Trump's new national security adviser may undo early changes to the White House's foreign-policy teams

President Donald Trump’s new national security adviser Lt. Gen. H.R. McMaster is considering shaking up the White House’s foreign policy team, giving him more latitude to access and control the Department of Homeland Security and other defence agencies, The New York Times reported Wednesday night.

Citing two anonymous officials, The Times said that McMaster’s changes may alter the current structure, potentially undoing early changes the Trump administration made during its first days in office.

Among those changes under consideration according to The Times:

  • Bringing the Director of National Intelligence and the chairman of the Joint Chiefs of Staff back into a cabinet-level committee.
  • Rejoining the Homeland Security Council with the National Security Council. Their initial separation was seen as a way to limit the power of former national security adviser Michael Flynn, who resigned last week.

It was unclear whether any of the potential changes would affect the standing of White House chief strategist Steve Bannon, who was given a seat on the National Security Council’s principals committee. That move has alarmed both Republican and Democratic lawmakers because Bannon’s critics view him as a white-nationalist.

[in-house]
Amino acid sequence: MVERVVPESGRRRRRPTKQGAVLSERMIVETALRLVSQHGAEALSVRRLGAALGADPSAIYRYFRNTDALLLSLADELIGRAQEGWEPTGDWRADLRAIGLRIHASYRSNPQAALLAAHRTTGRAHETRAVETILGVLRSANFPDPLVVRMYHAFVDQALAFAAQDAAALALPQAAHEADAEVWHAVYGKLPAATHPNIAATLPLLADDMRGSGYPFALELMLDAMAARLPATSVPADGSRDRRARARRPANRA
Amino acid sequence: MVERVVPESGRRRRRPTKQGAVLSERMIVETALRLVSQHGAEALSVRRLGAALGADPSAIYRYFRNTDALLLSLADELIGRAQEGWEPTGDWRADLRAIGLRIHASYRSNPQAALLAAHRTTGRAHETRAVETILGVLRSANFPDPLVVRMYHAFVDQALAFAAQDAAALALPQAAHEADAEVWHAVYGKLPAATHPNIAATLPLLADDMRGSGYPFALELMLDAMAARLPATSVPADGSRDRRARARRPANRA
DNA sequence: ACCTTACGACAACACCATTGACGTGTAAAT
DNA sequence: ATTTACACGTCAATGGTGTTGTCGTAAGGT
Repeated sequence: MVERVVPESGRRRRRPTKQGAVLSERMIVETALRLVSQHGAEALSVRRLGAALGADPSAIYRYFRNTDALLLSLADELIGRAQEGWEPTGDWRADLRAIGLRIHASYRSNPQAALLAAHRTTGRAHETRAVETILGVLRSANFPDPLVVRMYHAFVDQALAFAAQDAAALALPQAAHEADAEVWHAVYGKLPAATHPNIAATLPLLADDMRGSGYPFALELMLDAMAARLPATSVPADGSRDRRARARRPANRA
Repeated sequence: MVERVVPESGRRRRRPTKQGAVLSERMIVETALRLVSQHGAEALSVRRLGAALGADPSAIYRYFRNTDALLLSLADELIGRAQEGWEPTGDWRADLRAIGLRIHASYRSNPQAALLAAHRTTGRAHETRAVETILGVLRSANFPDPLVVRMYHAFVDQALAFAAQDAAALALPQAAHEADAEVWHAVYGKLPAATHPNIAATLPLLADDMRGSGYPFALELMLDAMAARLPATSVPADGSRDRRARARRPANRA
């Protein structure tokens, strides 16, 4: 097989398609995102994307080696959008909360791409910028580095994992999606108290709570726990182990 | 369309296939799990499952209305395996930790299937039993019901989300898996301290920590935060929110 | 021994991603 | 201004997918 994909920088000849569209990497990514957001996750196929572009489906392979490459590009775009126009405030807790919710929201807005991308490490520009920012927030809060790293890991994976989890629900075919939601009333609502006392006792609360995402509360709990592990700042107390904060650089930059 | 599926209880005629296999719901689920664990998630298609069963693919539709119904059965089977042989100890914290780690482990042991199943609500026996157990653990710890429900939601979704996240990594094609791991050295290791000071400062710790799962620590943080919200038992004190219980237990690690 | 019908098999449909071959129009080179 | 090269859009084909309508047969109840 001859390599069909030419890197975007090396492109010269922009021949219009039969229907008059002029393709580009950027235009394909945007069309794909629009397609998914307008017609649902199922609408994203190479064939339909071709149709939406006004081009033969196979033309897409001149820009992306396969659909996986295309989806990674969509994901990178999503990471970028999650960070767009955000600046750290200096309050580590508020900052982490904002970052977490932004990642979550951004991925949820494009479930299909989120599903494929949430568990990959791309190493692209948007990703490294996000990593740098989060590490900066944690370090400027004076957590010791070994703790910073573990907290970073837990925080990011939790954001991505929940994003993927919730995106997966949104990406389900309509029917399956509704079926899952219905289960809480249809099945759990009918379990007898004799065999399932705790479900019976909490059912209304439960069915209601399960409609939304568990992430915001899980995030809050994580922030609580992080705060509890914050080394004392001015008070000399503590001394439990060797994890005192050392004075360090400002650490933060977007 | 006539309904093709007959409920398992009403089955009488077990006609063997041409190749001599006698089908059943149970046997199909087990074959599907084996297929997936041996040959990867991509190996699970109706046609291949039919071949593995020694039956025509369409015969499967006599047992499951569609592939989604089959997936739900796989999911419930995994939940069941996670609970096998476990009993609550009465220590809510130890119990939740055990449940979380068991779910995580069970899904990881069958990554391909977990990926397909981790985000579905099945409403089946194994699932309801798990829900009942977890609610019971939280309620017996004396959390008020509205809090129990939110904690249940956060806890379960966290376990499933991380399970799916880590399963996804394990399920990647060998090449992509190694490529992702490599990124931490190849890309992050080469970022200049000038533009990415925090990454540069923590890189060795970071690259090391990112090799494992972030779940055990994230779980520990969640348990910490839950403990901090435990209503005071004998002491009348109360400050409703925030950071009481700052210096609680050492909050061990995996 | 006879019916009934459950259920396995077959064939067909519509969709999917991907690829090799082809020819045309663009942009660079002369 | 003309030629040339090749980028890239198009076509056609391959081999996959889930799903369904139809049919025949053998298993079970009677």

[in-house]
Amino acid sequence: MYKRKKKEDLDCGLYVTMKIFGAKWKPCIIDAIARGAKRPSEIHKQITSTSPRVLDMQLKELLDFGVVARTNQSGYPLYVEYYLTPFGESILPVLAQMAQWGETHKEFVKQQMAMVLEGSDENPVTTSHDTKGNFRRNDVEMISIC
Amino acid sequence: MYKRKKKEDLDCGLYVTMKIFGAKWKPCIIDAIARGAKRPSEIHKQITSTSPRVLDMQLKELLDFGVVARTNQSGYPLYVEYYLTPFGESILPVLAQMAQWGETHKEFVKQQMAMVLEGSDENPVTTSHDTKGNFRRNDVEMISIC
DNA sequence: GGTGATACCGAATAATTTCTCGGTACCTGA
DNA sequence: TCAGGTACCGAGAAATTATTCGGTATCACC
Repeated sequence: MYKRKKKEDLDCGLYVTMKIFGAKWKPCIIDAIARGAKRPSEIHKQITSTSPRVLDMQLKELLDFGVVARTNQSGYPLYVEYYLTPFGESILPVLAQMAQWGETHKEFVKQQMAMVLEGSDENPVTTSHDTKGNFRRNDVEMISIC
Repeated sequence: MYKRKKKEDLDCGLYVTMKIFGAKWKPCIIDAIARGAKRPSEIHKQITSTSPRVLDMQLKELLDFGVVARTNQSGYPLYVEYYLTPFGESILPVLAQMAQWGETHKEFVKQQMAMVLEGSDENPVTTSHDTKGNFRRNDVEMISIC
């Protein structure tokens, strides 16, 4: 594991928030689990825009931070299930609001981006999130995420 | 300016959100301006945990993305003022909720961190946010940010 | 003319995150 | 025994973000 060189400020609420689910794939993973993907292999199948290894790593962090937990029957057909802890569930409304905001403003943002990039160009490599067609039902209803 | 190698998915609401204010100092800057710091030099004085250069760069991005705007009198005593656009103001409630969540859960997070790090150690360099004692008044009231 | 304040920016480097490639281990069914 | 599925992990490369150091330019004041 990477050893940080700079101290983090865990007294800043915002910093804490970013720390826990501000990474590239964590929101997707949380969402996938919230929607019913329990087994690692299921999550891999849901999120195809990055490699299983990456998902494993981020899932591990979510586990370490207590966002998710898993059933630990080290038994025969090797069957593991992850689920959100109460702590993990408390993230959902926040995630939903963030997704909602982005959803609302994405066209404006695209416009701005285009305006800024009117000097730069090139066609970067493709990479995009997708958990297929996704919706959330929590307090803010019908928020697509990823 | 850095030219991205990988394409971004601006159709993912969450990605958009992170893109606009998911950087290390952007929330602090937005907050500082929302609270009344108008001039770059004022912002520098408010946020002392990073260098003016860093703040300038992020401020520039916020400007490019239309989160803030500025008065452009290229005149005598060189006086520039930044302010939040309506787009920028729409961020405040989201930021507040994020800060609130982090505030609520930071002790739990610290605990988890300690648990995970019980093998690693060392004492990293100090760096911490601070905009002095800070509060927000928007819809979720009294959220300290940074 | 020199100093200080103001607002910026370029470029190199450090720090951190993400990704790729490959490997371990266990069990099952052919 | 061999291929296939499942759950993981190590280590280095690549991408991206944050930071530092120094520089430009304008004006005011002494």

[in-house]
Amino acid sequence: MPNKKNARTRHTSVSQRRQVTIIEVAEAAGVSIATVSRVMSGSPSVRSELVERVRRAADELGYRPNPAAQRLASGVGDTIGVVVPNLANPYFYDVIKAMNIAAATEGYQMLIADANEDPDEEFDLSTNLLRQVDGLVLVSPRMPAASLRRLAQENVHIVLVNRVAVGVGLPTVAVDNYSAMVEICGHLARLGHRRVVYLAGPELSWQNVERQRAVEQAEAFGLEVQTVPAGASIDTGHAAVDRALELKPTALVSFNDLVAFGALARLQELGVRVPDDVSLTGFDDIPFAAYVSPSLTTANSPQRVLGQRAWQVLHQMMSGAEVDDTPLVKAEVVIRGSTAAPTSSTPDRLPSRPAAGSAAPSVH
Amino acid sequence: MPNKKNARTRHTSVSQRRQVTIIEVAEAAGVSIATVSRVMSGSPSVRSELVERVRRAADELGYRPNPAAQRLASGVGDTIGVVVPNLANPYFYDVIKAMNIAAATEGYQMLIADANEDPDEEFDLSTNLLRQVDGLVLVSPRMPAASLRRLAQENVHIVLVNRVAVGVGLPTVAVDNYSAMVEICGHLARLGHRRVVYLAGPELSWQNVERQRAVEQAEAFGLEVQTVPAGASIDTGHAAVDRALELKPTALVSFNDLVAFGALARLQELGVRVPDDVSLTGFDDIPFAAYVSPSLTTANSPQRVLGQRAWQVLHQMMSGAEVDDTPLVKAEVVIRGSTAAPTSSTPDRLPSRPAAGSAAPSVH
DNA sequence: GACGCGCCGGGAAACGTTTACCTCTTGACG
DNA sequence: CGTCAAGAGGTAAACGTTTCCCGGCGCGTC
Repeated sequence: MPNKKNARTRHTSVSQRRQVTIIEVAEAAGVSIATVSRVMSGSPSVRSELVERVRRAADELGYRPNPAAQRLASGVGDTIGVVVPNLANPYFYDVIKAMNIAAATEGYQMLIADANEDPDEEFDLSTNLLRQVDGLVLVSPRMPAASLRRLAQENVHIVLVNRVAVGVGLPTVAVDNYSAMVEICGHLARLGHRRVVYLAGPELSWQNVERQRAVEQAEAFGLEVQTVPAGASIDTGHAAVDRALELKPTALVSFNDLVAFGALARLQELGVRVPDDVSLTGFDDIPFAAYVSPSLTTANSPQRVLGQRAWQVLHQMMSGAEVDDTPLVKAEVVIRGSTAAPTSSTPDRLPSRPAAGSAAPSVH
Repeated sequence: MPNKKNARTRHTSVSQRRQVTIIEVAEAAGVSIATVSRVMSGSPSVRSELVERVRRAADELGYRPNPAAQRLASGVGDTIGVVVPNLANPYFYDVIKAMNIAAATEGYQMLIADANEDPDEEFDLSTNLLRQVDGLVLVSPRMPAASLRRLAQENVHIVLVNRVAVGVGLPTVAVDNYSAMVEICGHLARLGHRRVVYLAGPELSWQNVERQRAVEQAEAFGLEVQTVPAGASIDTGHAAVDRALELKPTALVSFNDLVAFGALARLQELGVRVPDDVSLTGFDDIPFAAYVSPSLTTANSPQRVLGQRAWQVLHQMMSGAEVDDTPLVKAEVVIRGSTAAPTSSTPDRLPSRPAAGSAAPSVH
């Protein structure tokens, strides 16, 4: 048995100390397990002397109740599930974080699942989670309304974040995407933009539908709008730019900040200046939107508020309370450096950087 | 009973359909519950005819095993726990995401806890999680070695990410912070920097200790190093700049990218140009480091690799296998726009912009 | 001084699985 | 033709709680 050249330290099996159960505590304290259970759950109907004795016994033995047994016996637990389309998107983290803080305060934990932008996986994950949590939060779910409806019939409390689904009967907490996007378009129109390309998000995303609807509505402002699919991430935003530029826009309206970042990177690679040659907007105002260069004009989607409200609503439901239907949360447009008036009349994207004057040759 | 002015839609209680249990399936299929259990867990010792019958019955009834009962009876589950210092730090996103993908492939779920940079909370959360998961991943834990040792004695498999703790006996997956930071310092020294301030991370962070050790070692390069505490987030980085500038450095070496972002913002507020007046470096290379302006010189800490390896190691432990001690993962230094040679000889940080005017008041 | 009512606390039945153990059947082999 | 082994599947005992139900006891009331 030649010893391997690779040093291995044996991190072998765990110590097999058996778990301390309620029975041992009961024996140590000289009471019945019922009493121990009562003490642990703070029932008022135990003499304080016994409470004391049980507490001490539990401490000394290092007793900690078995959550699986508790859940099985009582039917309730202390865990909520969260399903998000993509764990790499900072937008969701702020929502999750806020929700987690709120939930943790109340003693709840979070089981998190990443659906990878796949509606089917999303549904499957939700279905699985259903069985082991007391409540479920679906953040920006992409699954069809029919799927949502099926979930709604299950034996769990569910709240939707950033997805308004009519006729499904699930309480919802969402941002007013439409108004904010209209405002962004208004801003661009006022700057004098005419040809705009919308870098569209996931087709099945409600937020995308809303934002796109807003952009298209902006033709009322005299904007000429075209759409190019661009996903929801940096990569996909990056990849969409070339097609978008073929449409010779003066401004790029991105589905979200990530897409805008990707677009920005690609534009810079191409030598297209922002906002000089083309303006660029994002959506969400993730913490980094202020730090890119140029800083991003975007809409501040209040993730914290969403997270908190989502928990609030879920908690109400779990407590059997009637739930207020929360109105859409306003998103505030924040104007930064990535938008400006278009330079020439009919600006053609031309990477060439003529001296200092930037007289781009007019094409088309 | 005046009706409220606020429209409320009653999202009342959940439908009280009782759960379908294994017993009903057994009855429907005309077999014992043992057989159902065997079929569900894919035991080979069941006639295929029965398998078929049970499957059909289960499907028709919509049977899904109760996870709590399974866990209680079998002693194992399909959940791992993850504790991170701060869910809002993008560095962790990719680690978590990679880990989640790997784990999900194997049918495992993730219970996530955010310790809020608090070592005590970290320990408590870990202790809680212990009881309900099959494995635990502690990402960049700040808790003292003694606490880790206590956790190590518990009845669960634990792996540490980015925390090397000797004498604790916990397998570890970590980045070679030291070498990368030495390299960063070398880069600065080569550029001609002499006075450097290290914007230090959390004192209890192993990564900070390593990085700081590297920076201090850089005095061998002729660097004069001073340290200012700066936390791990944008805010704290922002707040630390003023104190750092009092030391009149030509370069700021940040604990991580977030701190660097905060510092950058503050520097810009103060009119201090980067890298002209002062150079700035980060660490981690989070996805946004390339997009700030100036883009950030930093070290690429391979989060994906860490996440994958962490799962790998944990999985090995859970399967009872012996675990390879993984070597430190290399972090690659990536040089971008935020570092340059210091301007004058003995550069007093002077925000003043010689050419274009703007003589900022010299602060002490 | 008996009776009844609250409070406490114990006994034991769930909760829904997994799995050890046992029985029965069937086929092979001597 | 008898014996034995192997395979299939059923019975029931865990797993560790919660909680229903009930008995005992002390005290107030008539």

With Flynn out of the picture, McMaster, who has bipartisan and military support, may head both security councils. The move may also diminish the unilateral power that Bannon possesses, however, one senior official who supported Bannon’s role told The Times that it wouldn’t change if the purported reorganization under McMaster takes place.

Additionally, White House press secretary Sean Spicer said this week that although McMaster has full autonomy to organise his staff, Trump would have to approve any changes to Bannon’s status.

Critics of Bannon’s seat on the National Security Council’s principals committee have been calling for his removal. Mike Mullen, a retired US Navy admiral and former chairman of the Joint Chiefs of Staff voiced his “grave concern” over Bannon’s position.

“Given the gravity of the issues the NSC deals with, it is vital that that body not be politicized,” Mullen said in an NPR interview published on Wednesday.

“Bannon’s presence as a member of that body politicizes it instantly,” he said.

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